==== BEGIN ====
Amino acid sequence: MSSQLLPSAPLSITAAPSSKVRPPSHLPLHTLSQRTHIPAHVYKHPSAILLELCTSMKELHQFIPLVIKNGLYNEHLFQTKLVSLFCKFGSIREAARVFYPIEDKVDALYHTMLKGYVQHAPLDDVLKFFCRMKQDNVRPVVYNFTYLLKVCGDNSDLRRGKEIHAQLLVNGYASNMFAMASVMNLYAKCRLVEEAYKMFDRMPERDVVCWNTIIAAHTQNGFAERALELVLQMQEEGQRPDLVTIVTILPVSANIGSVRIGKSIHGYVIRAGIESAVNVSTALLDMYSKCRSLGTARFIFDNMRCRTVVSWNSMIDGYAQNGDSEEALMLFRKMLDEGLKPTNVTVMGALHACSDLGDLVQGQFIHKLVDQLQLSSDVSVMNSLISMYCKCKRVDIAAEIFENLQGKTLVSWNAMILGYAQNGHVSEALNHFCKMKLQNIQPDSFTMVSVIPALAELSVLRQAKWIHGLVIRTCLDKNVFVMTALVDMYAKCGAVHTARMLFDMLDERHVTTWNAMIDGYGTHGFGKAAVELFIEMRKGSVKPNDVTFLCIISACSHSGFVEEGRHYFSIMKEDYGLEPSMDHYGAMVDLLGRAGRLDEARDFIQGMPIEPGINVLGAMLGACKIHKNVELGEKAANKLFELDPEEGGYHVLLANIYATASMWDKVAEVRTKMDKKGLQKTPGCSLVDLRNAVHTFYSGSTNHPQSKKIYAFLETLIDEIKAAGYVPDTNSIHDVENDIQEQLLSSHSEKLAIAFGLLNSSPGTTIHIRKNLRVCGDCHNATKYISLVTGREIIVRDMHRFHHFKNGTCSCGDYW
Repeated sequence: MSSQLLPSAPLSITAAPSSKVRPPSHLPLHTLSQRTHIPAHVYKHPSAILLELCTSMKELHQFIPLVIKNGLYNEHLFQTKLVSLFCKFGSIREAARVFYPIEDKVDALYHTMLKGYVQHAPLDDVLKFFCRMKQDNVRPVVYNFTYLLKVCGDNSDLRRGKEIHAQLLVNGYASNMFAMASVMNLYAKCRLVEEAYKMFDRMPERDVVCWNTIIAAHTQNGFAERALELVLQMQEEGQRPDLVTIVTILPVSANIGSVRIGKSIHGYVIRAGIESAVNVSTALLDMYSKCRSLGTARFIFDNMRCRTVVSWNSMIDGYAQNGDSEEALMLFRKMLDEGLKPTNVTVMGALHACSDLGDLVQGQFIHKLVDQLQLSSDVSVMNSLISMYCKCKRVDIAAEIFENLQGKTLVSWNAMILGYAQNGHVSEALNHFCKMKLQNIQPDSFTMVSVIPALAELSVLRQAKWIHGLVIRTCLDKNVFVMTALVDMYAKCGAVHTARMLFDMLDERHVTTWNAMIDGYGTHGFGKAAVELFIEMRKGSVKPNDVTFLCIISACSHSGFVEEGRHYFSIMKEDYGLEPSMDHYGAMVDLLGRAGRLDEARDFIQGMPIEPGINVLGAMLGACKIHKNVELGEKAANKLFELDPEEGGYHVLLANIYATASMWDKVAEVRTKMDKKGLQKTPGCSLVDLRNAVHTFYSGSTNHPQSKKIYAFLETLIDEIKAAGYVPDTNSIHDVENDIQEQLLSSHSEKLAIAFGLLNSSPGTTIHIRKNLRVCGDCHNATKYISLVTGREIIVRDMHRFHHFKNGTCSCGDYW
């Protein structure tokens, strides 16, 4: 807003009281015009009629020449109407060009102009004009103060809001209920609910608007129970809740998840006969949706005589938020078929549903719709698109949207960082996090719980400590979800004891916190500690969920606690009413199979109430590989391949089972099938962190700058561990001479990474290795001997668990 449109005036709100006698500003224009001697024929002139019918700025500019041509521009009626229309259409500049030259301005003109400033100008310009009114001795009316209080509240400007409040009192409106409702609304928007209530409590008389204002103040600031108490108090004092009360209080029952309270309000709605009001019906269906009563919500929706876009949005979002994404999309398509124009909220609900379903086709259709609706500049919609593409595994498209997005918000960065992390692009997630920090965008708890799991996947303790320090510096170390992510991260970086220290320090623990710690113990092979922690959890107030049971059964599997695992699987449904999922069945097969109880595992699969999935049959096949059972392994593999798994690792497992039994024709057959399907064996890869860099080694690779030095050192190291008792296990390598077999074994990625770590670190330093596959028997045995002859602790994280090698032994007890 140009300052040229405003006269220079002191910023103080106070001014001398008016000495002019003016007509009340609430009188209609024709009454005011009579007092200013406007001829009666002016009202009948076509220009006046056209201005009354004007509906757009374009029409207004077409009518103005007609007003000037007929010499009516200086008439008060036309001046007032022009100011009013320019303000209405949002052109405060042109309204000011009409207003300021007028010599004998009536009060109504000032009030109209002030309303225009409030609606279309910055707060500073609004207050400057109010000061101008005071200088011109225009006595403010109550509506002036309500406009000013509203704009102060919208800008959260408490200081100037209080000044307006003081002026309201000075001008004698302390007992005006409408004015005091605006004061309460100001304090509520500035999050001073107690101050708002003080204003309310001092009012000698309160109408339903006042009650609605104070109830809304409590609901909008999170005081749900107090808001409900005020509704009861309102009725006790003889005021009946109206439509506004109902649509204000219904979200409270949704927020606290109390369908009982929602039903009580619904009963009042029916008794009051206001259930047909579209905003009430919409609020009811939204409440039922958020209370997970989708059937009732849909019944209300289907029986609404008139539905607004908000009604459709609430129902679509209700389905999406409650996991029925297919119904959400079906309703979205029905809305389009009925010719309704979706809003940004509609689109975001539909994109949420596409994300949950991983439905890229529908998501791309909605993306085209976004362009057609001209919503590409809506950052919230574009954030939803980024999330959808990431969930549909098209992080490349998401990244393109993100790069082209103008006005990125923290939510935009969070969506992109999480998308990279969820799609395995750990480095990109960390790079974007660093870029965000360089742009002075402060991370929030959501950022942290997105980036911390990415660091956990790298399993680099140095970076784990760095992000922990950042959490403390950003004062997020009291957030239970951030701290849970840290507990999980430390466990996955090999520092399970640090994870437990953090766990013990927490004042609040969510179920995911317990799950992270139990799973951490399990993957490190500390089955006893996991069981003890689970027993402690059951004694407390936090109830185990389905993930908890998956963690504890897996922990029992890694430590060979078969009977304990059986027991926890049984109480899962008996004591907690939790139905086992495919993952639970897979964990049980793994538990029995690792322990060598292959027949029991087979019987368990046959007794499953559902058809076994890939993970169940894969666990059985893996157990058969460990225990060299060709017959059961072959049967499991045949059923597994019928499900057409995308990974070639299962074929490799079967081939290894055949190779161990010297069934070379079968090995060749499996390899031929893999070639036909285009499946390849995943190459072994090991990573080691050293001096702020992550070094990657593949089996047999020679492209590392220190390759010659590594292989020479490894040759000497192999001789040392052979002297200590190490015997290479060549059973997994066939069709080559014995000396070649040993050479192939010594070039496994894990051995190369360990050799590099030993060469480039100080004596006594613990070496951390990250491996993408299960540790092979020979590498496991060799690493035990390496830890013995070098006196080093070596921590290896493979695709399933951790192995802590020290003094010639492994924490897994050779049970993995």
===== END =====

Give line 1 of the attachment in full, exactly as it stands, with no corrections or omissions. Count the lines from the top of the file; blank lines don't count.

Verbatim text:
Amino acid sequence: MSSQLLPSAPLSITAAPSSKVRPPSHLPLHTLSQRTHIPAHVYKHPSAILLELCTSMKELHQFIPLVIKNGLYNEHLFQTKLVSLFCKFGSIREAARVFYPIEDKVDALYHTMLKGYVQHAPLDDVLKFFCRMKQDNVRPVVYNFTYLLKVCGDNSDLRRGKEIHAQLLVNGYASNMFAMASVMNLYAKCRLVEEAYKMFDRMPERDVVCWNTIIAAHTQNGFAERALELVLQMQEEGQRPDLVTIVTILPVSANIGSVRIGKSIHGYVIRAGIESAVNVSTALLDMYSKCRSLGTARFIFDNMRCRTVVSWNSMIDGYAQNGDSEEALMLFRKMLDEGLKPTNVTVMGALHACSDLGDLVQGQFIHKLVDQLQLSSDVSVMNSLISMYCKCKRVDIAAEIFENLQGKTLVSWNAMILGYAQNGHVSEALNHFCKMKLQNIQPDSFTMVSVIPALAELSVLRQAKWIHGLVIRTCLDKNVFVMTALVDMYAKCGAVHTARMLFDMLDERHVTTWNAMIDGYGTHGFGKAAVELFIEMRKGSVKPNDVTFLCIISACSHSGFVEEGRHYFSIMKEDYGLEPSMDHYGAMVDLLGRAGRLDEARDFIQGMPIEPGINVLGAMLGACKIHKNVELGEKAANKLFELDPEEGGYHVLLANIYATASMWDKVAEVRTKMDKKGLQKTPGCSLVDLRNAVHTFYSGSTNHPQSKKIYAFLETLIDEIKAAGYVPDTNSIHDVENDIQEQLLSSHSEKLAIAFGLLNSSPGTTIHIRKNLRVCGDCHNATKYISLVTGREIIVRDMHRFHHFKNGTCSCGDYW